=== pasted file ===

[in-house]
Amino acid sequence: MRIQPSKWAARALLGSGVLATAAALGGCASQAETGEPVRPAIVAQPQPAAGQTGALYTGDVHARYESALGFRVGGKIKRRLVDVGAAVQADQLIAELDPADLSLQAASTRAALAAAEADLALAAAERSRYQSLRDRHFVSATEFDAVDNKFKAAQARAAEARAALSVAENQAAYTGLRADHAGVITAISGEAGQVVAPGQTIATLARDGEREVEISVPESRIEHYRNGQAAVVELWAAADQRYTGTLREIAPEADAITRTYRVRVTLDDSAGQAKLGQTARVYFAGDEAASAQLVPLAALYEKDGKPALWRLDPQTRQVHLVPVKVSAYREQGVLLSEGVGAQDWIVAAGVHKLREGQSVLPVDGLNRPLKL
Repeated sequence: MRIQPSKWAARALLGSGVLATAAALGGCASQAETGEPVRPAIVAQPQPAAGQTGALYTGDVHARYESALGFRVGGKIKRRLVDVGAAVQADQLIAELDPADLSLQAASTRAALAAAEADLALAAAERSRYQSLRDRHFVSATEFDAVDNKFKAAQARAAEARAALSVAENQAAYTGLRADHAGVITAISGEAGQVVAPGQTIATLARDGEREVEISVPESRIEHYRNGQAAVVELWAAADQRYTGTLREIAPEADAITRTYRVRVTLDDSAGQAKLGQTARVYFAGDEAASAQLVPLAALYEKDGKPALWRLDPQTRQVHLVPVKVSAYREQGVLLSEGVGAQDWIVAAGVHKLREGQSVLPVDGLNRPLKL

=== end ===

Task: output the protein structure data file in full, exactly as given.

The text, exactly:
[in-house]
Amino acid sequence: MRIQPSKWAARALLGSGVLATAAALGGCASQAETGEPVRPAIVAQPQPAAGQTGALYTGDVHARYESALGFRVGGKIKRRLVDVGAAVQADQLIAELDPADLSLQAASTRAALAAAEADLALAAAERSRYQSLRDRHFVSATEFDAVDNKFKAAQARAAEARAALSVAENQAAYTGLRADHAGVITAISGEAGQVVAPGQTIATLARDGEREVEISVPESRIEHYRNGQAAVVELWAAADQRYTGTLREIAPEADAITRTYRVRVTLDDSAGQAKLGQTARVYFAGDEAASAQLVPLAALYEKDGKPALWRLDPQTRQVHLVPVKVSAYREQGVLLSEGVGAQDWIVAAGVHKLREGQSVLPVDGLNRPLKL
Repeated sequence: MRIQPSKWAARALLGSGVLATAAALGGCASQAETGEPVRPAIVAQPQPAAGQTGALYTGDVHARYESALGFRVGGKIKRRLVDVGAAVQADQLIAELDPADLSLQAASTRAALAAAEADLALAAAERSRYQSLRDRHFVSATEFDAVDNKFKAAQARAAEARAALSVAENQAAYTGLRADHAGVITAISGEAGQVVAPGQTIATLARDGEREVEISVPESRIEHYRNGQAAVVELWAAADQRYTGTLREIAPEADAITRTYRVRVTLDDSAGQAKLGQTARVYFAGDEAASAQLVPLAALYEKDGKPALWRLDPQTRQVHLVPVKVSAYREQGVLLSEGVGAQDWIVAAGVHKLREGQSVLPVDGLNRPLKL